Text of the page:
For Release:March 5, 1997
On June 24, 1996, the Commodity Futures Trading Commission (CFTC) published a notice of determination that existing provisions of the Commodity Exchange Act (CEAct) and rules of the CFTC and National Futures Association (NFA) provide protection from abusive and deceptive telemarketing practices "substantially similar" to that provided by the Federal Trade Commission's recently promulgated telemarketing rule. 61 Fed. Reg. 32323. This determination obviated the need for further rulemaking in this area, which otherwise would have been required under Section 6(f) of the CEAct, 7 U.S.C. 9b, and the Telemarketing and Consumer Fraud and Abuse Prevention Act, 15 U.S.C. 6101 et seq.
When the CFTC made this determination, its Division of Trading and Markets sent a letter to NFA dated June 18, 1996 which stated, in part, that NFA should apprise the CFTC if NFA detects telemarketing problems in the course of its reviews of the sales practices of futures industry professionals. In addition, the Division of Trading and Markets requested that NFA report annually, beginning in January 1997, concerning any deceptive or abusive telemarketing practices discovered by NFA in the course of such sales practice reviews and any recommendations or suggestions for further rulemaking or interpretative guidance by the CFTC or NFA in this area.
NFA has submitted its first annual report in response to the Division's letter. A copy of NFA's report, dated January 22, 1997, is attached.
NFA reports, among other things, that since NFA implemented telemarketing requirements in 1993, which were approved by the CFTC on January 19, 1993, twelve NFA member firms have been required to tape record sales solicitations. Eight of these firms have been the subject of NFA disciplinary actions and, in almost every case, the tape-recorded sales solicitations constituted an important part of the proof of violation of NFA rules. NFA noted that such solicitations frequently make unsupported claims concerning the likelihood that customers will realize dramatic profits by doing business with the firm. NFA issued a Notice to Members in June 1996 to reiterate that such presentations clearly violate NFA's sales practice rules.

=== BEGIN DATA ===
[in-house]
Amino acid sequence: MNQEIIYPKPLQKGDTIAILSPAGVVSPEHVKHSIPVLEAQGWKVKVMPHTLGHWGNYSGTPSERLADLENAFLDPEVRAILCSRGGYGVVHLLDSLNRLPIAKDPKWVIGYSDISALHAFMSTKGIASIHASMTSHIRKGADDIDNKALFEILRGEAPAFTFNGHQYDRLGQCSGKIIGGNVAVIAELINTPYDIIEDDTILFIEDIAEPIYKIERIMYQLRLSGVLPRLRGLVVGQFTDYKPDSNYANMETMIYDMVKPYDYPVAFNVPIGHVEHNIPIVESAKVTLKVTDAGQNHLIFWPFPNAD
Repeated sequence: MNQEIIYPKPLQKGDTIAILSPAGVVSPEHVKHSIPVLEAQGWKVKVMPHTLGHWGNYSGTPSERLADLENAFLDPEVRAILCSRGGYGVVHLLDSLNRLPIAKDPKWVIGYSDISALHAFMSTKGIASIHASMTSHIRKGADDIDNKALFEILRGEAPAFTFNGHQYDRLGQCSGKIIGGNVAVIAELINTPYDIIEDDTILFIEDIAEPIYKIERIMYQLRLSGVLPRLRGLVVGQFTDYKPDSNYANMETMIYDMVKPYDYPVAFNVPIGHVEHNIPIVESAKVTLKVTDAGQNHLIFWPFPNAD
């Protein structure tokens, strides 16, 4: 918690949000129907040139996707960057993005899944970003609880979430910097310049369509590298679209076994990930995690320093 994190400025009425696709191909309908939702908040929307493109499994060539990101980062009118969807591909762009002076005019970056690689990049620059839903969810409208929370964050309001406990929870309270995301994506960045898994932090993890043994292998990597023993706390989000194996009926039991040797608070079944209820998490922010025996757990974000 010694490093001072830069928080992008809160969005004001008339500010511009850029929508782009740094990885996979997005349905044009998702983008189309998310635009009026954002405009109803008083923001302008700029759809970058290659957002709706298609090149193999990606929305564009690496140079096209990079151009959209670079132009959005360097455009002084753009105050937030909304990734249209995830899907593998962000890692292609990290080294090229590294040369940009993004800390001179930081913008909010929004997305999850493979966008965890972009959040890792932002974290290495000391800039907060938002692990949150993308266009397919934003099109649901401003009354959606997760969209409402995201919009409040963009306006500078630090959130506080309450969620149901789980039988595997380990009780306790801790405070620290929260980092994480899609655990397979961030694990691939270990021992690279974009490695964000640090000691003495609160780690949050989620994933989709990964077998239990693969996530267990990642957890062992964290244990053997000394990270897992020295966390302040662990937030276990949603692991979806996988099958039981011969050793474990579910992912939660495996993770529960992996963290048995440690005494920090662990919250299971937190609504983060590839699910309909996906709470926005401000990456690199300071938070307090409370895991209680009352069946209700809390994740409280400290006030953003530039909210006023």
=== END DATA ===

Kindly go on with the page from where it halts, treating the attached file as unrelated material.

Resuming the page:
NFA further reported that since the implementation of telemarketing requirements in 1993, customer complaints filed at NFA have decreased by approximately one-third and the number of currently registered associated persons (APs) who have previously worked at expelled firms has been reduced by approximately one- fourth.
Over the past four years, CFTC has approved enhancements to NFA's telemarketing requirements which include:
In its report, NFA stated that, at this time, it did not have any recommendations or suggestions for further rulemaking or inter pretative guidance relating to the supervision of telemarketing activities.
The Division of Trading and Markets has also asked NFA to review the activities of APs that have been terminated by multiple firms and to prioritize the reviews of sales practices of those firms that hire a significant amount of APs from disciplined firms but that are below the threshold levels triggering the telemarketing requirements. See Division of Trading and Markets, Review of the Registration Processing Program of National Futures Association, at 12 (September 1996).
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